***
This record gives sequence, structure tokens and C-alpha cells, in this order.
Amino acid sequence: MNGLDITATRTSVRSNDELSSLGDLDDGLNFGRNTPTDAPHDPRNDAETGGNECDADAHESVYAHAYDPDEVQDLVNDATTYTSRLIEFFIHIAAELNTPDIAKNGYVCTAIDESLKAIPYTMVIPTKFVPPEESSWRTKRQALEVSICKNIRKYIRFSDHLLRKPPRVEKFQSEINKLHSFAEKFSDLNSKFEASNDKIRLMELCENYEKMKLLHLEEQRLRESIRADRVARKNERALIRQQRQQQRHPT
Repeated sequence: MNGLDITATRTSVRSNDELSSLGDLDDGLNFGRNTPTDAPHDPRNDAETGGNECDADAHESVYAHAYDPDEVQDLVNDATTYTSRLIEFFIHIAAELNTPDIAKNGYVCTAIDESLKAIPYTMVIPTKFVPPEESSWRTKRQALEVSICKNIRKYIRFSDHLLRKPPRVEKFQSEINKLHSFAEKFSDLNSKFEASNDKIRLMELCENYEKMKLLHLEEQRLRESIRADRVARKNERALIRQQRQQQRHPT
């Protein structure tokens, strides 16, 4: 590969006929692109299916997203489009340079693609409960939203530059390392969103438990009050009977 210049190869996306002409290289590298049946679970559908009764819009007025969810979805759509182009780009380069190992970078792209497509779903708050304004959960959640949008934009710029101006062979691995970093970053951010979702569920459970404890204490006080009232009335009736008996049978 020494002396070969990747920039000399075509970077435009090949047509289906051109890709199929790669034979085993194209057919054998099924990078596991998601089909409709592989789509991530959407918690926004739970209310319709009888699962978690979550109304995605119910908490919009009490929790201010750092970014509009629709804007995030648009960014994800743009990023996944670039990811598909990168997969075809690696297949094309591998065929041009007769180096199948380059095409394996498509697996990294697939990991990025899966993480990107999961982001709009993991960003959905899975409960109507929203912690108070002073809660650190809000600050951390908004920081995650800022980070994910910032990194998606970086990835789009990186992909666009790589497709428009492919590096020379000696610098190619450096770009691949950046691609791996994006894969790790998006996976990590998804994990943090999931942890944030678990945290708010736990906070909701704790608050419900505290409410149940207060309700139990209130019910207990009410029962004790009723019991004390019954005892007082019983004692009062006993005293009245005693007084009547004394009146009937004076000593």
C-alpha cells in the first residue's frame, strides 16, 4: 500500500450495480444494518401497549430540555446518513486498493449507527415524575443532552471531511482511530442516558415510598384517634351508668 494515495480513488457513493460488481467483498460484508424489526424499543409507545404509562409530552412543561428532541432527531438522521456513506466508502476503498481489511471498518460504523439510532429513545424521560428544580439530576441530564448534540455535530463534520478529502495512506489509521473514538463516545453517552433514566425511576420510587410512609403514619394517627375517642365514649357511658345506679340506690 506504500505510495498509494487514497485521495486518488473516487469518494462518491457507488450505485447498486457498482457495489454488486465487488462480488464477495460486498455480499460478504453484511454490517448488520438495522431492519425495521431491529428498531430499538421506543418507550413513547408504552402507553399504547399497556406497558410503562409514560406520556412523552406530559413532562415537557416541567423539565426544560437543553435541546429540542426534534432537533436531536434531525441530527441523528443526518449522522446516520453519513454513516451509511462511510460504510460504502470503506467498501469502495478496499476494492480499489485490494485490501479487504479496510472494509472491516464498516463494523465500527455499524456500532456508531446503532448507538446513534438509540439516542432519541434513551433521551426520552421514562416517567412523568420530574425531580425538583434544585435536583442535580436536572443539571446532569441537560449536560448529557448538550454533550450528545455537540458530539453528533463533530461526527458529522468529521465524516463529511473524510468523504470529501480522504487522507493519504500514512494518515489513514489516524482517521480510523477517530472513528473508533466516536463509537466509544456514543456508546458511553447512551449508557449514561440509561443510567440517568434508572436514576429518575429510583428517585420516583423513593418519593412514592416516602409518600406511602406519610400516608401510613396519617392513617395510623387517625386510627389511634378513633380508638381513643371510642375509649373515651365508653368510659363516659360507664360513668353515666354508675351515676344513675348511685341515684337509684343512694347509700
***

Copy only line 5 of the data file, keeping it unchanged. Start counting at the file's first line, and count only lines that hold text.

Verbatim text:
C-alpha cells in the first residue's frame, strides 16, 4: 500500500450495480444494518401497549430540555446518513486498493449507527415524575443532552471531511482511530442516558415510598384517634351508668 494515495480513488457513493460488481467483498460484508424489526424499543409507545404509562409530552412543561428532541432527531438522521456513506466508502476503498481489511471498518460504523439510532429513545424521560428544580439530576441530564448534540455535530463534520478529502495512506489509521473514538463516545453517552433514566425511576420510587410512609403514619394517627375517642365514649357511658345506679340506690 506504500505510495498509494487514497485521495486518488473516487469518494462518491457507488450505485447498486457498482457495489454488486465487488462480488464477495460486498455480499460478504453484511454490517448488520438495522431492519425495521431491529428498531430499538421506543418507550413513547408504552402507553399504547399497556406497558410503562409514560406520556412523552406530559413532562415537557416541567423539565426544560437543553435541546429540542426534534432537533436531536434531525441530527441523528443526518449522522446516520453519513454513516451509511462511510460504510460504502470503506467498501469502495478496499476494492480499489485490494485490501479487504479496510472494509472491516464498516463494523465500527455499524456500532456508531446503532448507538446513534438509540439516542432519541434513551433521551426520552421514562416517567412523568420530574425531580425538583434544585435536583442535580436536572443539571446532569441537560449536560448529557448538550454533550450528545455537540458530539453528533463533530461526527458529522468529521465524516463529511473524510468523504470529501480522504487522507493519504500514512494518515489513514489516524482517521480510523477517530472513528473508533466516536463509537466509544456514543456508546458511553447512551449508557449514561440509561443510567440517568434508572436514576429518575429510583428517585420516583423513593418519593412514592416516602409518600406511602406519610400516608401510613396519617392513617395510623387517625386510627389511634378513633380508638381513643371510642375509649373515651365508653368510659363516659360507664360513668353515666354508675351515676344513675348511685341515684337509684343512694347509700